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Comment: Re:Cost effectiveness (Score 2) 74

by LWATCDR (#49823431) Attached to: Mercedes-Benz Copies Tesla, Plans To Offer Home Energy Storage

Frankly that makes no sense. The 10KWh battery from Tesla is only good for 50 cycles a year. It is a replacement for a back up generator at best. The 7KWh pack could work for solar storage but frankly they are not cost effective no storage method is cost effective except maybe hydro storage.

Comment: Re:DHS was never about Homeland Security (Score 1) 301

On the bright side we have another example of how expensive and incompetent the government is at doing a straightforward task. I'm not saying that the private sector would be more competent, but they sure would be cheaper.

That depends on whether or not the Feds were going to pick up the bill or not. If the Feds are paying, the private sector will make sure they get every dime they can.

Comment: Re:What about the cost for enrichment waste? (Score 1) 137

by LWATCDR (#49821299) Attached to: Cool Tool: The Nuclear Fuel Cycle Cost Calculator

Solar and Wind both have a part to play. Solar has some real problems with supply/demand that solar fans like to gloss over but Wind backed by natural gas peaking plants works rather well in many areas. Solar does not compete for base load and can not until a massive breakthrough in storage is made and is in production. Molten salt thermal storage, batteries including Teslas, and pumping water are just not good enough to solve the problem. Nuclear and Hydro are the two lowest carbon output base load methods that work today. And who knows this may all be a none issue if Lockheed's high beta fusion reactor works. I tend to be very skeptical about Fusion but Lockheed has a really good track record at doing the amazing.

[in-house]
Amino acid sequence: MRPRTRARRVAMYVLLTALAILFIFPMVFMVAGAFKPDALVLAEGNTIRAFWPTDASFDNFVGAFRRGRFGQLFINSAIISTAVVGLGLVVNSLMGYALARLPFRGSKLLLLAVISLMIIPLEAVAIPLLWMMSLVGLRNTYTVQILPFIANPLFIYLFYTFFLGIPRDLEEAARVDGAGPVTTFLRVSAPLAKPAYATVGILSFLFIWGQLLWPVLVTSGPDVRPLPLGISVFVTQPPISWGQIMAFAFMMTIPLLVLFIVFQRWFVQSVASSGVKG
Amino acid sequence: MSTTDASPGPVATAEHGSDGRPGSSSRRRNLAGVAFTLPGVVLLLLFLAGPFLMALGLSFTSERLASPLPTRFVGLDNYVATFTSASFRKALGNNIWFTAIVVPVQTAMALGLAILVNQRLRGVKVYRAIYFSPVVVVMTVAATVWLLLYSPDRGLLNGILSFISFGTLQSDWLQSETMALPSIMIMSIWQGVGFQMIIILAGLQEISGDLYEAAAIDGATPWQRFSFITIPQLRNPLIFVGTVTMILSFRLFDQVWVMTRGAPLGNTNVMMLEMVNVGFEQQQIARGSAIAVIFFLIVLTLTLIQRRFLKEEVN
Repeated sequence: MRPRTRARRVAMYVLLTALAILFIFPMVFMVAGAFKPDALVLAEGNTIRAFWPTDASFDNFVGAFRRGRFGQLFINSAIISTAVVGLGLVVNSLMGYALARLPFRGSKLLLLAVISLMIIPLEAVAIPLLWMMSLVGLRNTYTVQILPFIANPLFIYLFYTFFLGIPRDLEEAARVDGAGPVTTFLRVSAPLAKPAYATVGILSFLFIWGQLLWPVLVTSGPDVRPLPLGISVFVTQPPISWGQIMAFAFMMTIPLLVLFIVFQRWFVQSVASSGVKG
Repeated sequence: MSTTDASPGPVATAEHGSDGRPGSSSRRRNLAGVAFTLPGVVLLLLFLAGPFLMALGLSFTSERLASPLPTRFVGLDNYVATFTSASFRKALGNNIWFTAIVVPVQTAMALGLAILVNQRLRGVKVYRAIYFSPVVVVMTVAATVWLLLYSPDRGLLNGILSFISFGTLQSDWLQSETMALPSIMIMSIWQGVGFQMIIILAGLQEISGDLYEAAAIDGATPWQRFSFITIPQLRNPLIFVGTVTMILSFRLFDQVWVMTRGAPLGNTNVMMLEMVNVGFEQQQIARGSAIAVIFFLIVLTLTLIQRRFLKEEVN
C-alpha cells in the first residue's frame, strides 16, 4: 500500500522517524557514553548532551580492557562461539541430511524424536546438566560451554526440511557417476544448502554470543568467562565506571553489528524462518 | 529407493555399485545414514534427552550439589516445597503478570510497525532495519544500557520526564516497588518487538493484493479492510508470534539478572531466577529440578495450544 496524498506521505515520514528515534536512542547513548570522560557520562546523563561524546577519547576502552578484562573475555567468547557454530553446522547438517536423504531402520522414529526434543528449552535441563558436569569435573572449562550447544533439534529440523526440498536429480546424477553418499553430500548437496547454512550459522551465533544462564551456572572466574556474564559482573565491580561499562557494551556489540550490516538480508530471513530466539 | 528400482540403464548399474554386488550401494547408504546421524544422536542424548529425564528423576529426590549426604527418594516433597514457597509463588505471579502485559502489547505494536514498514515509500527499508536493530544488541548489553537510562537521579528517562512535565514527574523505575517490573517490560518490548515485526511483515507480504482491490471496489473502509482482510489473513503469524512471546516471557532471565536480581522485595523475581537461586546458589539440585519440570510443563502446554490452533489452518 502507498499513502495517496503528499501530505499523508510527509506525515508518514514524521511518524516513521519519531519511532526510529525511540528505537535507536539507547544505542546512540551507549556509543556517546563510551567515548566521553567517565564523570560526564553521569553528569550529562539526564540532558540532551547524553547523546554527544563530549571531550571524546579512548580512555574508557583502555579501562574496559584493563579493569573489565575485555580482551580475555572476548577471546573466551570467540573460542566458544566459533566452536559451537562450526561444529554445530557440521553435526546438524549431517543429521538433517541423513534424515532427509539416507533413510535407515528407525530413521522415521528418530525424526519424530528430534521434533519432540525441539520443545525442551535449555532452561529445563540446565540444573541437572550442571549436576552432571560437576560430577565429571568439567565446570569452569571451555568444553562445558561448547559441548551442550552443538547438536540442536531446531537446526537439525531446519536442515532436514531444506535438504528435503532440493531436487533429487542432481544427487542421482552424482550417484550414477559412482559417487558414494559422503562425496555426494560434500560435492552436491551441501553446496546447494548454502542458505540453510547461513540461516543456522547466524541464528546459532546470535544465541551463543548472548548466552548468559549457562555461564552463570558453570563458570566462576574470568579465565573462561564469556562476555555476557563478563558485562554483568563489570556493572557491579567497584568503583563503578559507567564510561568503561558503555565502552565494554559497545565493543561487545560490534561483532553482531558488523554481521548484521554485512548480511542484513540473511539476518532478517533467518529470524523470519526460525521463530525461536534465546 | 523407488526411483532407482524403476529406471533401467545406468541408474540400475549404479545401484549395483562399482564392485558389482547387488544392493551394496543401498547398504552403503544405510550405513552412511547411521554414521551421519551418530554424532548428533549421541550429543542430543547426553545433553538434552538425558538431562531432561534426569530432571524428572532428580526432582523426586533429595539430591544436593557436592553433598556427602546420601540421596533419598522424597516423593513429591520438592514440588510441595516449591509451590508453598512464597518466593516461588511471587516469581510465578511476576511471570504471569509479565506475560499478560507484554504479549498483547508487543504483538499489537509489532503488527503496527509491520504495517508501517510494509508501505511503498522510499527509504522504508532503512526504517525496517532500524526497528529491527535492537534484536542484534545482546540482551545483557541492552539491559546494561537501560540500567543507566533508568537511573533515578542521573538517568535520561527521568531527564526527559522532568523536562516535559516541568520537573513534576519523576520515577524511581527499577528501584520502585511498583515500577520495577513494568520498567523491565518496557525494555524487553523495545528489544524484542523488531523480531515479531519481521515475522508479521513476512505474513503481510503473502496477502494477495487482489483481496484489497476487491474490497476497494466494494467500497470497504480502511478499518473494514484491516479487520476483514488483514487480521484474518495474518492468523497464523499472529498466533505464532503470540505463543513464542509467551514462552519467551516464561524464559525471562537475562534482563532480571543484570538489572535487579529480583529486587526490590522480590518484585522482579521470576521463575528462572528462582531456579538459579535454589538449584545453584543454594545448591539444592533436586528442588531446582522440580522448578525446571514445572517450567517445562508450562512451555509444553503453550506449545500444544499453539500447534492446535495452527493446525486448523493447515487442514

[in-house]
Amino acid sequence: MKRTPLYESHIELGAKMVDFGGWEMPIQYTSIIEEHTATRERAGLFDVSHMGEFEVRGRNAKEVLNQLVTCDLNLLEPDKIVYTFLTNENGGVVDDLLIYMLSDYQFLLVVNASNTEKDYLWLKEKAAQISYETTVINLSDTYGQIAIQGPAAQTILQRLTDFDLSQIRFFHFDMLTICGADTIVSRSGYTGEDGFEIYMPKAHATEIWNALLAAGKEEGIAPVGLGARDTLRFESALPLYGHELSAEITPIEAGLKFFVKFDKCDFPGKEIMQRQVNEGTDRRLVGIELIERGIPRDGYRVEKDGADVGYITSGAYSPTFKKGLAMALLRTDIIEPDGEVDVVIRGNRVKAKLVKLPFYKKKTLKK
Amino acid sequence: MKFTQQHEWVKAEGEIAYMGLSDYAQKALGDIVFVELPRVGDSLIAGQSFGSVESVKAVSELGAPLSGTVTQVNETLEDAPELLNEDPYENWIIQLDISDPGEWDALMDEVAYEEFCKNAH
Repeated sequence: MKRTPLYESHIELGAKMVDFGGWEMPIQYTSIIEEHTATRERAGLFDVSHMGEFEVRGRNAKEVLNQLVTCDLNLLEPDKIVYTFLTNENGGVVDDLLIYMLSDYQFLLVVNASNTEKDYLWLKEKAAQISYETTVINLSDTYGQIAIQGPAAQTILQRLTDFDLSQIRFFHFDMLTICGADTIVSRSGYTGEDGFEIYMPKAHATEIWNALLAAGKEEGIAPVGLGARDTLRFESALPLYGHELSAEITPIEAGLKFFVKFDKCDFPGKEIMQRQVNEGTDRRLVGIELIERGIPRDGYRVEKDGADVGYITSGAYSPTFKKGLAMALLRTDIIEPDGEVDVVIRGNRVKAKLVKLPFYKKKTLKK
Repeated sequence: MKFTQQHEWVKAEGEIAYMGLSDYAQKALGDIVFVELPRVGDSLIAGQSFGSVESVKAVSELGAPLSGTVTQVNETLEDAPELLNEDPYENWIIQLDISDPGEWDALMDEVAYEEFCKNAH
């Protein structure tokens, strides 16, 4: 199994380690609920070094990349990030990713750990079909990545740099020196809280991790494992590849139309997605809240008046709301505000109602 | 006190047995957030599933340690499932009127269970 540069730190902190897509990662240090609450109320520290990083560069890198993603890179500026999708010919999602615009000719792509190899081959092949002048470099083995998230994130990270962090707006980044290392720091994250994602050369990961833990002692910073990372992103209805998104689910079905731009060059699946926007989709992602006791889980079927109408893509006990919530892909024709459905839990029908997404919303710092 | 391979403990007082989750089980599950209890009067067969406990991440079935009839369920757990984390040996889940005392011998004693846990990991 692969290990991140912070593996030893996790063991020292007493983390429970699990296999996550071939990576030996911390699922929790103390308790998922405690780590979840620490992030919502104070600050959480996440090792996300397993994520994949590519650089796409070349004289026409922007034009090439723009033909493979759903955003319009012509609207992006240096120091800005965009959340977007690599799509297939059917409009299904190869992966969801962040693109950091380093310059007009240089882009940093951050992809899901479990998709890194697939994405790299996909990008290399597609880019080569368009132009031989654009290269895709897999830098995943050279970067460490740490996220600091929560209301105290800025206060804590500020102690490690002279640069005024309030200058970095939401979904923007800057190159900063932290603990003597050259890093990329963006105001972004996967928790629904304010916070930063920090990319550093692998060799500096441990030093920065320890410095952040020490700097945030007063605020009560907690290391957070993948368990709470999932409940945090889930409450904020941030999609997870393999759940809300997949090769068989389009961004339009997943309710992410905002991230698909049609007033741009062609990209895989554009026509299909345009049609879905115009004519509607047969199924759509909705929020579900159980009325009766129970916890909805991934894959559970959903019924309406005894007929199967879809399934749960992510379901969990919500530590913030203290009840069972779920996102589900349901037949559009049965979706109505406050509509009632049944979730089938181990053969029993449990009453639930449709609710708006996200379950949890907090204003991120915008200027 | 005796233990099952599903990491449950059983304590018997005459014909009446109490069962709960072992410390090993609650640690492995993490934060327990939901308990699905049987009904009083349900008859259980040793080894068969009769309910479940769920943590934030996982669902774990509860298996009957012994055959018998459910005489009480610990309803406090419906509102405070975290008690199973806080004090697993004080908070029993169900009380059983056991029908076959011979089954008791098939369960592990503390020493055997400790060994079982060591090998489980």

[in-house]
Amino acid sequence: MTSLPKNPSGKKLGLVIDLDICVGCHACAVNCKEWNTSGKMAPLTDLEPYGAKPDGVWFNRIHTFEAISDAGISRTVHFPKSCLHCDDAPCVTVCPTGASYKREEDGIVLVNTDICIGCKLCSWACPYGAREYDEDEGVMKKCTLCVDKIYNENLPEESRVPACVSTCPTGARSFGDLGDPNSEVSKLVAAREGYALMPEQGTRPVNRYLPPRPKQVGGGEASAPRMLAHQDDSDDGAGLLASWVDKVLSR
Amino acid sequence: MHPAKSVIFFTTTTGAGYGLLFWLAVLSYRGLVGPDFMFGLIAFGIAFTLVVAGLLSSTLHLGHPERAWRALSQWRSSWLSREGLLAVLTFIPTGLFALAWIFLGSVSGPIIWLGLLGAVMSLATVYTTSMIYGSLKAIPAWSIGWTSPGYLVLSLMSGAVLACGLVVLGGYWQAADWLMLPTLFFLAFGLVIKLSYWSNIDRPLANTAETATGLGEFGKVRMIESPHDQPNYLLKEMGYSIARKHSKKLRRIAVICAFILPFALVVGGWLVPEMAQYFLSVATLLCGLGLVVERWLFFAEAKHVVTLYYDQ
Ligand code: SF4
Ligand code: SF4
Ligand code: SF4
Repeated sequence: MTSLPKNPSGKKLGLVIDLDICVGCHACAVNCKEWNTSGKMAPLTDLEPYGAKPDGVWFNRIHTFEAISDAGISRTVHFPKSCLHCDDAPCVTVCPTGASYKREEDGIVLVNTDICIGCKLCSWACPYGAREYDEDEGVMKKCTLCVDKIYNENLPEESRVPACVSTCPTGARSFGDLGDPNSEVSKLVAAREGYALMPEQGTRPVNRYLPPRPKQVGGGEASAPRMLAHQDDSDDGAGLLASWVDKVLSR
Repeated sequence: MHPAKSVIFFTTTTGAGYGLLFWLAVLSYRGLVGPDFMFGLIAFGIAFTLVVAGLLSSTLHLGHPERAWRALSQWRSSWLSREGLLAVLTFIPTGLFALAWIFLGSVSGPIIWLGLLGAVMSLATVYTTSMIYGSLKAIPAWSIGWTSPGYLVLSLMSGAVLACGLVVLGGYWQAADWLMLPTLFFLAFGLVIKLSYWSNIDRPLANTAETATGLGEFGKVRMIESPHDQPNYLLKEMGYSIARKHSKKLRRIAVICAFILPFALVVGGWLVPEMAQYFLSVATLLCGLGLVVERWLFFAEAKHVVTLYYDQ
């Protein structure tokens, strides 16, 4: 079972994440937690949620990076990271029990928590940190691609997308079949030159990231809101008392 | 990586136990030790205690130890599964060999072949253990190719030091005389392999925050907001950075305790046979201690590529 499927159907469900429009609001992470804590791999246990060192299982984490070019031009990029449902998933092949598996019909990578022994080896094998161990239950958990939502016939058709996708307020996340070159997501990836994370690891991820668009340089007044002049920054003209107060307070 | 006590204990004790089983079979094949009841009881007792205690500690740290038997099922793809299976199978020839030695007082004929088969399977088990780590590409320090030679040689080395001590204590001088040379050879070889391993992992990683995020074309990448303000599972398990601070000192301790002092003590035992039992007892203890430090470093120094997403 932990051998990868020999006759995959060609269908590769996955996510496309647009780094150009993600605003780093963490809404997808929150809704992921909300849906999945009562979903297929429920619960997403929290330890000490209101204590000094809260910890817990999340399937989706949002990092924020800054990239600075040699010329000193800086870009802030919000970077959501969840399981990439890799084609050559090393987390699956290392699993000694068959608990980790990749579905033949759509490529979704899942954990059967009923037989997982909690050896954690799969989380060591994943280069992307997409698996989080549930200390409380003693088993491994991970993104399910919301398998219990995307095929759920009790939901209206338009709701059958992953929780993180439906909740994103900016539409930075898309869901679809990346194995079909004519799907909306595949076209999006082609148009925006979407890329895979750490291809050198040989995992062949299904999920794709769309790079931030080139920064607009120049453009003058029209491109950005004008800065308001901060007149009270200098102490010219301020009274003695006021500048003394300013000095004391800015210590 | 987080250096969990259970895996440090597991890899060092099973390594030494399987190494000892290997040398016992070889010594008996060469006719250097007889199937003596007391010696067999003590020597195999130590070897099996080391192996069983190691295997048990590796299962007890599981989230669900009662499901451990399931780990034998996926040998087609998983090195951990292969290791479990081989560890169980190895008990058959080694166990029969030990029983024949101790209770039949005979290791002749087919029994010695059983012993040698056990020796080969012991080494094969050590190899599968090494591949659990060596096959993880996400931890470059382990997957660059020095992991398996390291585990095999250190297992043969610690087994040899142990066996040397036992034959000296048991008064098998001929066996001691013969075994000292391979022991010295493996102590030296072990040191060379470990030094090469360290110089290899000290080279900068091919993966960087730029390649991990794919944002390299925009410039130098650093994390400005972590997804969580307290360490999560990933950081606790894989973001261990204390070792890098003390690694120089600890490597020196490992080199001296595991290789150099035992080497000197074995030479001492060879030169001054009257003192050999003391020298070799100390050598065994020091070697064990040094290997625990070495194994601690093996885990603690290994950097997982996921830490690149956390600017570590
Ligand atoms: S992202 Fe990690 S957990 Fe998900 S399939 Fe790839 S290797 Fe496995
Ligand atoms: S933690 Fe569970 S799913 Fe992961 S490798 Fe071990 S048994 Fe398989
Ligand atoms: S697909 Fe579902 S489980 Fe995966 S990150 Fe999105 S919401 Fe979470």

Comment: Re:Good ruling (Score 1) 144

I agree that zero tolerance is a bad idea, but what they've struck down is the "reasonable person" standard in any kind of criminal case. It has nothing to do with zero tolerance.

IANAL, but I suspect the issue is that to convict someone for a serious crime you generally have to show "mens rea" ("guilty mind") -- that the defendant had the intent of committing the crime in question. If so the ruling may be reasonable, but not for the reasons you suggest. If I'm right, what SCOTUS is saying is that the jury has to determine that the husband actually intended to threaten his wife.

As for the civil liberties implications, they appear to be more limited than most people seem to believe. Threatening someone is still a crime. It's just not a crime to say something someone would misconstrue as a threat, even if that person is being reasonable.

Comment: Re:Like the sailor that blow into his sail... (Score 1) 245

by hey! (#49819399) Attached to: Fuel Free Spacecrafts Using Graphene

Well, without actually reading the article itself I'll venture an opinion of course. If you carried the fuel and lasers yourself it wouldn't be like the sailor blowing on his own sail at all; it's be like the sailor facing the stern and blowing his ship forward. That's because the ship would still be powered by the rearward expulsion of electrons.

The advantage of the system with an external laser is (I presume) that even though it is no doubt very energy inefficient, since all you're expelling is electrons the specific impulse would be quite high. This allows you to apply small amount of thrust, but continuously for a long time without the bulk of your payload being fuel. If you are going to carry the fuel needed to power the thrusters you might as well go with compact ion thrusters.

If it wasn't for Newton, we wouldn't have to eat bruised apples.

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